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Peach Sorbet on a Summer’s Day

Peach SorbetIn the last few weeks, I’ve had a desire to make a new sorbet recipe. Every visit to the store I would check out the produce section, looking for some fruit that I hadn’t made a sorbet with before. At some point I want to try out a kiwi or melon sorbet, but I have been in the mood for something a little less subtle lately. I’ve also been tempted to cruise the local fruit stand, where I can always find fruits and berries never seen at the supermarket. As fate would have it, a coworker at my new job would intervene with several bags of peaches from her yard. Peaches in hand, I went in looking for a recipe for peach sorbet.

In Search of the Perfect Recipe
I was surprised to discover that there weren’t any peach sorbet recipes in my library of cookbooks, so I went online for some ideas. It turns out that the internet wasn’t too great a resource either, though I did find a good recipe at Pinch My Salt. Most of the other recipes I found contained additional water and also called for brandy, amaretto or marsala liqueurs. Having made peach ice cream a decade ago with almond extract (should have used amaretto!), I can attest to the successful pairing of peaches with these kinds of flavors, but I wanted a recipe for peach sorbet that was light and fresh. With a few ideas, I set out to create my own recipe.

The Rational Recipe
Many peach sorbets called for either orange or lemon juice, so I opted for both. I hoped that the orange juice would broaden the delicate peach flavor a little while the lemon juice would add to the freshness factor. I originally planned to add a cup of water to the sorbet, as seen in the ingredients photo below, but later decided against it. I can understand adding water for lemon sorbet, but peaches have such a delicate flavor it seemed silly to dilute them. This just left me with a liqueur to choose. I’ve made sorbets with and without liqueur, and I swear by the extra complexity and, more importantly, the softer texture that alcohol lends to a sorbet. I was reluctant to just go with just limoncello since I was afraid it the lemon flavor would outshine the peach. In the end I decided to go with a mix of Grand Marnier and limoncello.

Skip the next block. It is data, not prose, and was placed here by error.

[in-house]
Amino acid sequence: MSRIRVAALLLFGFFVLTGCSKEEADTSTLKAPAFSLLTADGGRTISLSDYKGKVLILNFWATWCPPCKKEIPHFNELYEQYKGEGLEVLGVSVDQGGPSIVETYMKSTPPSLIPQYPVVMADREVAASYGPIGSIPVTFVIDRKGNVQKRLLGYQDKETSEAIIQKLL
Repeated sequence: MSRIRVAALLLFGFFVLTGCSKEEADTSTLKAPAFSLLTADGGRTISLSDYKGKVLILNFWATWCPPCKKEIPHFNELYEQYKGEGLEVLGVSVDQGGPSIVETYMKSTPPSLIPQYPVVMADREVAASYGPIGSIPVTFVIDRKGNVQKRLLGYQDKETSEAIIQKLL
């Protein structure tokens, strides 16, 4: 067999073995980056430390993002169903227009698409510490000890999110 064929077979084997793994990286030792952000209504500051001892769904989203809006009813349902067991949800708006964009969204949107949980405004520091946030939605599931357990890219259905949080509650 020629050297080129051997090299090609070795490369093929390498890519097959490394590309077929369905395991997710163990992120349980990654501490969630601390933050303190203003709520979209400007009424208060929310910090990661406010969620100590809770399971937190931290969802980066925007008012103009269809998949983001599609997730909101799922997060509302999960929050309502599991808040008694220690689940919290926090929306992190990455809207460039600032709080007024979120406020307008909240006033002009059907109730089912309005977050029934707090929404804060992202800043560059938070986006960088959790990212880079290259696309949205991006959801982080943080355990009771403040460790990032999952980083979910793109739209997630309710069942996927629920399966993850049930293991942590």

The Results are in…
To my astonishment, I actually accomplished what I set out to do! This sorbet is bright and refreshing—perfect for a hot summer’s day. Like a lot of sorbets, this peach sorbet recipe is no-cook, so you can whip it up in no time and be eating it for dessert. The peaches I used are pretty small, so if you use larger peaches you can reduce the number to about nine or ten. The goal is to get about 4 cups of loosely packed, sliced peaches—and I’m not talking about canned!

Ingredients for making Peach Sorbet.

Pour the juice from one orange and one lemon into blender.

Peel and pit around 16 small peaches and add to the juice the in blender.

Pour 1 1/3 cups of sugar into blender.

Add 2 tablespoons of limoncello.

Add 3 tablespoons of Grand Marnier.

Purée peach mixture until smooth, about 1 minute.

After chilling mixture to less than 45° F, freeze according to your ice cream maker’s instructions.

Transfer frozen sorbet to dedicated container to ripen in freezer.

The recipe pictured above, with detailed instructions and complete photo gallery can be found on the Peach Sorbet recipe page.

  • The recipe sounds really great! I’ll have to try adding the liquor next time I make it! Thanks for the link!

  • This just screams summer. Gorgeous light color and looks so incredibly good.

  • Nicole: Adding liqueur is something I don’t even think about, anymore. I just do it for sorbets since the subtle complexity it adds is so nice and, more importantly, the texture is nice and soft, even after a week in the freezer.

    Cheryl: I had heard and seen examples of peach sorbet coming out darker than expected, so I was glad this came out brightly peach colored. I’m guessing it comes down to the kind of peaches used since most peach sorbet recipes don’t involve any cooking.

  • I can’t wait until the peaches are in season here so that I can give this a try!

  • Fabulous sorbet recipes, especially the cranberry with Gran Marnier. Try this one: Plums with Tawny Port. I use canned plums and 1/4 cup port.
    This is my first visit to your site. Its filled with all the things I love to make and eat…and the photos are terrific. I a

  • Deena

    The I used a lime instead and added a little zest since the lime was a little dry. This was a delicious summer treat I will surely make again.